I would add in the use of certain drugs there are times when the mind will stop, but when the drug wares off the mind comes back just as it was before.

“So the misery recurs when these temporary alterations of states of consciousness are removed or they wear off. So therefore, the attempt of nirodha, or control, of the mind is useless, and cannot be of lasting benefit.”

The only way that one can achieve lasting benefit, or lasting liberation, is to understand that the mind is a delusion. To understand that no benefit comes through desire.

Instead of remaining in blissful Self-abidance as that which one is, what’s the point of thinking “I am this”, “I am that”, “I am Brahman, I am Shiva”—whatever—use of mantras, he says, is a ridiculous waste of time. Once you stop repeating the mantra, the ego-mind will return. There has to be abidance in the Self that is already always liberated, always silent, always the Zero Point, always present behind the mind that’s trying to figure everything out.

So Bhagavan says, “If everything is perceived as the one consciousness alone, there will not even be the tiniest amount of yearning in your mind.” OK, so here is the key—realize that everything that arises is consciousness. But that consciousness itself never arises, never appears—it contains but does not identify with any thought, and has no desire, no yearning. And so, to realize yourself as pure consciousness is sufficient. All the sanskaras of the ego will fall away by themselves, naturally, without fighting, without technique required, without striving, without any psychological digging into the mind’s fantasies, into its past traumas or even past lives—you don’t need to do any of that because the ego is not real, and nor are the past lives. The Self doesn’t even have a current life, let alone past lives.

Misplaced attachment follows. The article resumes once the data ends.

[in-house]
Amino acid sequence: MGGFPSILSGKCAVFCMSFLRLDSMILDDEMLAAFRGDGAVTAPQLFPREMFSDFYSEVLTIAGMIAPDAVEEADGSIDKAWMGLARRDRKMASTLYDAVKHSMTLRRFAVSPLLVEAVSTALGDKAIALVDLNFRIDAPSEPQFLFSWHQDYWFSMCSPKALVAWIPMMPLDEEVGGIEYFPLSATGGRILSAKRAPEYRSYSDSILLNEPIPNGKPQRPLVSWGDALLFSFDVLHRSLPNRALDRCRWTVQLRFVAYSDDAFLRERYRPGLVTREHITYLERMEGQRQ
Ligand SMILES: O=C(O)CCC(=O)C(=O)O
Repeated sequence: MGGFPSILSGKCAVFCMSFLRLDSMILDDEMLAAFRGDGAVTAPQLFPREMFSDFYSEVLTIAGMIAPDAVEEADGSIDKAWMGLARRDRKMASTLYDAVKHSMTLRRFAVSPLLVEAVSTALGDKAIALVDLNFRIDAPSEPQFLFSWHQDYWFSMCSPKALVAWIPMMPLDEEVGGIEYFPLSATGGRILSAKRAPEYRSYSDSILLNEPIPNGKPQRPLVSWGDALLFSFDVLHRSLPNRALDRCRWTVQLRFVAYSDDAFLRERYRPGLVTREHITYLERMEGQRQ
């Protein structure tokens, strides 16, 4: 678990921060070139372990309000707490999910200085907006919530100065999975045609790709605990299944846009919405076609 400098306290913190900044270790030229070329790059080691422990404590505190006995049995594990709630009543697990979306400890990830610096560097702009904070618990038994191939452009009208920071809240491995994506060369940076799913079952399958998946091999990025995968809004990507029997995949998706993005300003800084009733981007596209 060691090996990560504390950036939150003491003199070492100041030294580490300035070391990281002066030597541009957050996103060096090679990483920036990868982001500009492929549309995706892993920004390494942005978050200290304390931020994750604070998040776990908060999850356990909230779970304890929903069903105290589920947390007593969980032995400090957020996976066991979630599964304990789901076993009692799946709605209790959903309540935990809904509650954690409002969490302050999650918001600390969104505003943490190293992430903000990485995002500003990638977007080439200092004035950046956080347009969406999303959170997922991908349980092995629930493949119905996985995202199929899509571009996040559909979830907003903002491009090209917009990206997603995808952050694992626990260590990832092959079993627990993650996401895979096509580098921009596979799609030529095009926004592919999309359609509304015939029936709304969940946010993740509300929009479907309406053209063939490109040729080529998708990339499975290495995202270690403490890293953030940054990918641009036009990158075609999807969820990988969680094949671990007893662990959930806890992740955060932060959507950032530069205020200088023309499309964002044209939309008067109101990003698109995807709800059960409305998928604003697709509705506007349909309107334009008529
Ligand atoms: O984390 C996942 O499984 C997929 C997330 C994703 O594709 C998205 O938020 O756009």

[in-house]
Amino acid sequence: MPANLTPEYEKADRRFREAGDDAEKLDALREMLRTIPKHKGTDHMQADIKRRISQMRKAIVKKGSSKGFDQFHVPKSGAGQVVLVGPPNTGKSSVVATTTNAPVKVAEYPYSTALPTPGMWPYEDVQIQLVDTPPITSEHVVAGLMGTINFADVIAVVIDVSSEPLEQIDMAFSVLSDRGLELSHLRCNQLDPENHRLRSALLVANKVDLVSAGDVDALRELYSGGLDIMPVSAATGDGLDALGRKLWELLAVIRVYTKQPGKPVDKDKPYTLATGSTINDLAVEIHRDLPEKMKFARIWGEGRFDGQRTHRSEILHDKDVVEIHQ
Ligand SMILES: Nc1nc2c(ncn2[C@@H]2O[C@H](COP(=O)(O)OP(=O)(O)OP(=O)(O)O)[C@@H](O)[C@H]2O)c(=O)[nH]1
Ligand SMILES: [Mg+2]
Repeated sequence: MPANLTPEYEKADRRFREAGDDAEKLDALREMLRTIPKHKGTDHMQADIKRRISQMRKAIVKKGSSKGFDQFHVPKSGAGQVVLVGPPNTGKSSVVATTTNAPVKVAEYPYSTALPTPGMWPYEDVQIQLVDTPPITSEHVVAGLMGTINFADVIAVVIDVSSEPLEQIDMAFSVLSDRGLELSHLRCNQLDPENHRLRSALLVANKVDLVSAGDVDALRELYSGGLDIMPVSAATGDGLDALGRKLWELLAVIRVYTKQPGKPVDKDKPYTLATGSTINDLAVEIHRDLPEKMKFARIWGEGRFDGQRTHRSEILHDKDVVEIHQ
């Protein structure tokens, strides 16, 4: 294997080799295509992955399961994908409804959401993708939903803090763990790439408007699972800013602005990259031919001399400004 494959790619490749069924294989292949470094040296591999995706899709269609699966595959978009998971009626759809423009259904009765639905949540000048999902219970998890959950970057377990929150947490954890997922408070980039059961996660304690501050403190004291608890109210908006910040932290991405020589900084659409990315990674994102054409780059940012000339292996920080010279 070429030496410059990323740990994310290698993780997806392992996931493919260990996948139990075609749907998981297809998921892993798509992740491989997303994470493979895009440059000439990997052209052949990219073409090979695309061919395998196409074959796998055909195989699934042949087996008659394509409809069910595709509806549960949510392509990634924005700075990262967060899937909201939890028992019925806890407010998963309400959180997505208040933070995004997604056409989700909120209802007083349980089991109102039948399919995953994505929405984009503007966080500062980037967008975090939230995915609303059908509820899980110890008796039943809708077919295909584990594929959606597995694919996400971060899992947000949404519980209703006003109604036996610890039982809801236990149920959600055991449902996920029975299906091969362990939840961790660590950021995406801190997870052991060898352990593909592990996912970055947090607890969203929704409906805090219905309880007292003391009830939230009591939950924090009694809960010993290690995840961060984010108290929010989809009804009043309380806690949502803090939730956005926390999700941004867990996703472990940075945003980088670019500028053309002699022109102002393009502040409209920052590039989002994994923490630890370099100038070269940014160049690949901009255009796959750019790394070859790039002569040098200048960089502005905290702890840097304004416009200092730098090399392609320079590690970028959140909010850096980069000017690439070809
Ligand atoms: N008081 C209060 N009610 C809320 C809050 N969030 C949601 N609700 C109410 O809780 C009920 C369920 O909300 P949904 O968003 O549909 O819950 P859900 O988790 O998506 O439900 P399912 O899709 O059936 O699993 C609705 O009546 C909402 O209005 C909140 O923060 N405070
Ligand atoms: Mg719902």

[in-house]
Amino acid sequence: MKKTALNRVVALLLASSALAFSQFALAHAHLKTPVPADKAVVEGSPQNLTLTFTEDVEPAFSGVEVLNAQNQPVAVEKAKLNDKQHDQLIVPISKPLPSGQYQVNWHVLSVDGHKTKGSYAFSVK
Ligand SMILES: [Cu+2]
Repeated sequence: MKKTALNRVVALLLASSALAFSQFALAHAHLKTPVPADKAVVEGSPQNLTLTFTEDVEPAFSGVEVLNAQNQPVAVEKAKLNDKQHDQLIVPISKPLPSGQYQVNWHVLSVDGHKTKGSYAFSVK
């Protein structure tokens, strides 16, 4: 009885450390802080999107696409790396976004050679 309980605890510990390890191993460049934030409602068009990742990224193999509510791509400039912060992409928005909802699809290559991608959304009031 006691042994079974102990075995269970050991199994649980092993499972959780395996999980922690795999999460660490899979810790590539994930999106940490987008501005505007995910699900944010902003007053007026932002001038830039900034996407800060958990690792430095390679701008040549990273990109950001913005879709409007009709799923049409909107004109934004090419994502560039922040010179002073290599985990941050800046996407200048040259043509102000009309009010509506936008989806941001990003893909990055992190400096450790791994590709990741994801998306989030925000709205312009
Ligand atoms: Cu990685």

So, a questioner says, “How can desires be made to be weaker?” And Bhagavan says, “Only by knowledge. You know that you are not the mind, the desires are only in the mind. Such knowledge itself is all that needs to control desires. And you know that every time you attempt satisfaction of a desire, the knowledge comes that it is better to desist from the desire.”

If you think, “Oh well I’ll just have one more slice of this or that, one more experience of this or that, then it’ll be OK”—but it’s not OK—it just strengthens the desire for more, and there may be a temporary respite but the sanskara becomes even stronger.

So, what is your true nature? That’s what you must arrive at.

“Waking, dream and sleep are mere phases of the mind, they are not of the Self. You are the witness of these changing states. Your true nature is known best in deep sleep, but you can put the mind to sleep while you are awake, just learning to realize that witness state that is beyond all other states of consciousness, and is always present.”